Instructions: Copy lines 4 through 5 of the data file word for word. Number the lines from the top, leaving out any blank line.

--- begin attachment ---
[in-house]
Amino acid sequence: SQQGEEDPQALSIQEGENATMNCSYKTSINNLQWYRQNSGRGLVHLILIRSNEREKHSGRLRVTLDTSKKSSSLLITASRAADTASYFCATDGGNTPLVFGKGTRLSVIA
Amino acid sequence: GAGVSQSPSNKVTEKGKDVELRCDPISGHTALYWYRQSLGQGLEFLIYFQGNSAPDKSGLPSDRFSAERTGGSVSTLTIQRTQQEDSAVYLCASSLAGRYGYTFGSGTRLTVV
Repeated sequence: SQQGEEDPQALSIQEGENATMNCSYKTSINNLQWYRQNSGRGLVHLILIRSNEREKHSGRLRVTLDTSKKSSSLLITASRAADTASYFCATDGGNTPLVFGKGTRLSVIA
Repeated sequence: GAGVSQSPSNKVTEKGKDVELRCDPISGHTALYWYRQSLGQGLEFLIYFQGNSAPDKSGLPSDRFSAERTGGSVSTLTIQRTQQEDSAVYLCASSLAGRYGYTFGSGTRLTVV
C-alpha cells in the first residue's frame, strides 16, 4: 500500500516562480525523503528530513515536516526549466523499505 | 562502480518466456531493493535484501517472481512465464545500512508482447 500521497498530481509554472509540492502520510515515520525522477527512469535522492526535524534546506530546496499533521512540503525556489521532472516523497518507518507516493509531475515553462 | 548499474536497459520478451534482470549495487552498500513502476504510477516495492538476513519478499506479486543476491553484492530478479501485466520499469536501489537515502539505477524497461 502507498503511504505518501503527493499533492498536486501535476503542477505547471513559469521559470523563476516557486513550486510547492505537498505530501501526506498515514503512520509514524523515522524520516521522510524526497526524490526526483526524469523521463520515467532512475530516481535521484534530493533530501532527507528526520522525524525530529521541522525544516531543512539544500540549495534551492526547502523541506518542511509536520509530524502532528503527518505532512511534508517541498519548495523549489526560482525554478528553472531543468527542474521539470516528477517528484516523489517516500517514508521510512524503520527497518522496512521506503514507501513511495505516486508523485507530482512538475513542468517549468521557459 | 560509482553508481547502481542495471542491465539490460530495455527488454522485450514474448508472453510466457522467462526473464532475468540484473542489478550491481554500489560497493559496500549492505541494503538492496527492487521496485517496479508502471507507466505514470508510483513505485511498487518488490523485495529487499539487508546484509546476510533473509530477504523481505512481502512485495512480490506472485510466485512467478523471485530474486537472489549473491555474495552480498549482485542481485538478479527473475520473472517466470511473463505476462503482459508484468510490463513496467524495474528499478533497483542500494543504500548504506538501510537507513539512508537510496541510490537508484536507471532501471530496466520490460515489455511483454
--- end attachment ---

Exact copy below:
Repeated sequence: SQQGEEDPQALSIQEGENATMNCSYKTSINNLQWYRQNSGRGLVHLILIRSNEREKHSGRLRVTLDTSKKSSSLLITASRAADTASYFCATDGGNTPLVFGKGTRLSVIA
Repeated sequence: GAGVSQSPSNKVTEKGKDVELRCDPISGHTALYWYRQSLGQGLEFLIYFQGNSAPDKSGLPSDRFSAERTGGSVSTLTIQRTQQEDSAVYLCASSLAGRYGYTFGSGTRLTVV